Cesarean-scar pregnancy—which is defined as the implantation of a gestational sac into deficient myometrium at the site of a uterine incision—is a late serious complication of Cesarean section1. There is currently no consensus as to the most effective management of Cesarean-scar ectopic pregnancy, and little is known about the outcome of subsequent pregnancies2. In this report, we present a case of a woman diagnosed with three consecutive Cesarean-scar ectopic pregnancies. She underwent a successful repair of the uterine defect, resulting in normal intrauterine implantation of her subsequent pregnancies.
A 39-year-old woman, gravida 3 para 2, attended for an early pregnancy ultrasound scan with a history of vaginal bleeding. Her two children had both been delivered by Cesarean section. On ultrasound scan a diagnosis of a viable 12-week Cesarean-scar ectopic pregnancy was made. The placenta was implanted low within the anterior uterine wall. The myometrium at the implantation site appeared severely deficient, with only a thin layer of tissue separating the pregnancy from the urinary bladder. After discussion she opted for a laparoscopy and suction evacuation of the pregnancy under ultrasound-scan guidance. The procedure was complicated by profuse vaginal bleeding, which was eventually controlled by the insertion of a Shirodkar suture. Five units of blood were transfused peri-operatively. The postoperative recovery was uneventful and she attended for the removal of the cervical suture 5 days later.
Ten months later she attended for another scan, which showed a 7-week viable recurrent Cesarean-scar pregnancy. The pregnancy was removed by suction curettage without complications. Six months later she attended again with a 4-week Cesarean-scar ectopic, which was also removed surgically without complications. Three months following her third Cesarean-scar ectopic a laparotomy was performed to repair the uterine-scar defect. The deficient scar was completely excised and the uterine wall was then closed in three layers including the visceral peritoneum. Her postoperative recovery was uneventful and she was discharged a week later.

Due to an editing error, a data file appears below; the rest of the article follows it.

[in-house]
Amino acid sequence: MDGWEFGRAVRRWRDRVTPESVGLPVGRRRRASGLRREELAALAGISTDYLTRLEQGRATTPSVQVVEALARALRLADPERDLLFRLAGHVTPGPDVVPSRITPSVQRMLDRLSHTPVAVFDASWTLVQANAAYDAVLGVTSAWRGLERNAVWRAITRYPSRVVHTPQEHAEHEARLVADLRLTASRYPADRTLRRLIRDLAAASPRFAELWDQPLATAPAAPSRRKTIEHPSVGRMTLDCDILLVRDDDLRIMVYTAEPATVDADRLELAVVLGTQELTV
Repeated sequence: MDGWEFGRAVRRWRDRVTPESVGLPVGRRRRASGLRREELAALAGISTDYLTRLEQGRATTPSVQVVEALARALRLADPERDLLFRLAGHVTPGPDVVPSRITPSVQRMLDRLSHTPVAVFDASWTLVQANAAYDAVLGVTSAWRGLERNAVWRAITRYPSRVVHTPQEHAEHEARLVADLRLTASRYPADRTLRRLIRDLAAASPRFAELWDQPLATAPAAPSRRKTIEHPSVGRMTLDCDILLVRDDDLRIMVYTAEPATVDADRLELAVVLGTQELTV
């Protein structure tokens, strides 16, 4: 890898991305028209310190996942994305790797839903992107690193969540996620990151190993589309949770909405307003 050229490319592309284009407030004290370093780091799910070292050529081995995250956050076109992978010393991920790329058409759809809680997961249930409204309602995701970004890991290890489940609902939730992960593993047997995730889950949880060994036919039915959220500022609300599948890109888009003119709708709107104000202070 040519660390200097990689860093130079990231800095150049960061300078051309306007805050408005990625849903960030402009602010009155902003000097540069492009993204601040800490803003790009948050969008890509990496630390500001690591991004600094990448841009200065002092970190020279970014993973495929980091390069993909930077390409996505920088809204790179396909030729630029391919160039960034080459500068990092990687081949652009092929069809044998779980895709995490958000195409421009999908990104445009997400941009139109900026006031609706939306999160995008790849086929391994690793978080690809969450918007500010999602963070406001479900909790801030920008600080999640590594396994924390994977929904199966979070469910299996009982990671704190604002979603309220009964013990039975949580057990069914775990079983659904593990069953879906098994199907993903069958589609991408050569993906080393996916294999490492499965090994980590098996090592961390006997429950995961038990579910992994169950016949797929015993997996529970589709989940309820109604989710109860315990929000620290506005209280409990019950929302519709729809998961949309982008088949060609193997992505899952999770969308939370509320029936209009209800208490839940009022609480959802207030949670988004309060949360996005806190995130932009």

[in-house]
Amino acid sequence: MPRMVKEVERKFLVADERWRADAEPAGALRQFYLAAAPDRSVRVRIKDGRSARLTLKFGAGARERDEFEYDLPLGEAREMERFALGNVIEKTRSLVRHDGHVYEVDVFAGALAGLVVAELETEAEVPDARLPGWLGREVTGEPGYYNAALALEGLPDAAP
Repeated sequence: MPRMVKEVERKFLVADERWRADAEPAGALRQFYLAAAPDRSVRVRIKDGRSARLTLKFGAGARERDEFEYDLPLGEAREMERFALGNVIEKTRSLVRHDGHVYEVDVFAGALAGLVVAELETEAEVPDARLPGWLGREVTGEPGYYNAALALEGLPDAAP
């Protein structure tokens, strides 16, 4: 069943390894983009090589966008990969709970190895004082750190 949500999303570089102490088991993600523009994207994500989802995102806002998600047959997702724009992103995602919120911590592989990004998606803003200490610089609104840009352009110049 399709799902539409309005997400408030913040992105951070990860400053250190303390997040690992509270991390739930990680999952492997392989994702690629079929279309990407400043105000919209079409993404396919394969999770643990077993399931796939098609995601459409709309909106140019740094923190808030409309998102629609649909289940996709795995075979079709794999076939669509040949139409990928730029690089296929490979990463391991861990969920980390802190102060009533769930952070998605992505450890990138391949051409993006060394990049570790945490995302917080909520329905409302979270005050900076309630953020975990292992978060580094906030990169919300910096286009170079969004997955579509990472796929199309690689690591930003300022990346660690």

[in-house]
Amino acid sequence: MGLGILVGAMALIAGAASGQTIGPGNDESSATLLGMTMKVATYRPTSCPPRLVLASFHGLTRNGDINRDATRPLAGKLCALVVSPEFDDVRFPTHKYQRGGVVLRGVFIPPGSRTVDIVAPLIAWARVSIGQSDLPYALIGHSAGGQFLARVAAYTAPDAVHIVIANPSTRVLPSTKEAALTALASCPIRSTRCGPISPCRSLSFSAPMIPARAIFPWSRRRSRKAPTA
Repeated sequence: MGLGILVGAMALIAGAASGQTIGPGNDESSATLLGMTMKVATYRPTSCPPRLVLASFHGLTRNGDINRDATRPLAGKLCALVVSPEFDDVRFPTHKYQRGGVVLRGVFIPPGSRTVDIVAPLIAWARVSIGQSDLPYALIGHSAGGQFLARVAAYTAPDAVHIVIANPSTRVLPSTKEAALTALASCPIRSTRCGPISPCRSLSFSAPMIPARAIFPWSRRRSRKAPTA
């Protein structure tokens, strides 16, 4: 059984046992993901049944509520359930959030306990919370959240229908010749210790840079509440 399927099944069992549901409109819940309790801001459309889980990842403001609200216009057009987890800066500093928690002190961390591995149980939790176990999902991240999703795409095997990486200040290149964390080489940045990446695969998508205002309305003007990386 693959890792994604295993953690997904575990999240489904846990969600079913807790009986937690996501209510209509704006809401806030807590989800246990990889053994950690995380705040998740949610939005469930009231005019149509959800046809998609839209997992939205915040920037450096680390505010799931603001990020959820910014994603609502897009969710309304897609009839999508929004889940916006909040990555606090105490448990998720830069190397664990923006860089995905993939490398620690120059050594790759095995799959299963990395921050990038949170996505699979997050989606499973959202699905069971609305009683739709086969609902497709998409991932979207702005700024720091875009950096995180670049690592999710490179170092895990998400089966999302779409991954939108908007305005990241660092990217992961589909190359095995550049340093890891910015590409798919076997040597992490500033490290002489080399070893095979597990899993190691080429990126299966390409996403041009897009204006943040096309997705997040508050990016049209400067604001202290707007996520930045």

On histological examination, the excised uterine scar tissue contained an old suture remnant and it showed evidence of chronic inflammation and fibrosis. A follow-up scan 2 months after laparotomy revealed a well-healed uterine scar with no evidence of residual myometrial defect (Figures 1 and 2).
Eight months after the operation she had a biochemical pregnancy, which was not detectable on the scan. Following this she had two pregnancies, which were both located normally within the uterine cavity. Although the pregnancies initially contained embryos with evidence of cardiac activity, they both miscarried spontaneously at 7 and 8 weeks' gestation, respectively.
Until this case, there have been only two previous reports of recurrent Cesarean-scar pregnancies in the world literature3, 4. This low prevalence of recurrent scar pregnancies indicates that implantation into the scar is more likely to be a chance event, rather than the result of a particular affinity of a pregnancy for implanting into the scar. It is possible that the risk of scar implantation may be proportional to the size of the anterior uterine wall defect. The patient described in this report had a particularly large defect on the scan, which supports this hypothesis.
Our case report also shows that laparotomy and repair of a uterine defect may be successful in preventing recurrent Cesarean-scar ectopics. Major open surgery and uterine repair may be complicated by poor scar healing and postoperative intra-abdominal adhesions, both of which may have a detrimental effect on the patient's future fertility. Therefore, we suggest that repair should only be considered in recurrent cases or in women with unusually large uterine defects.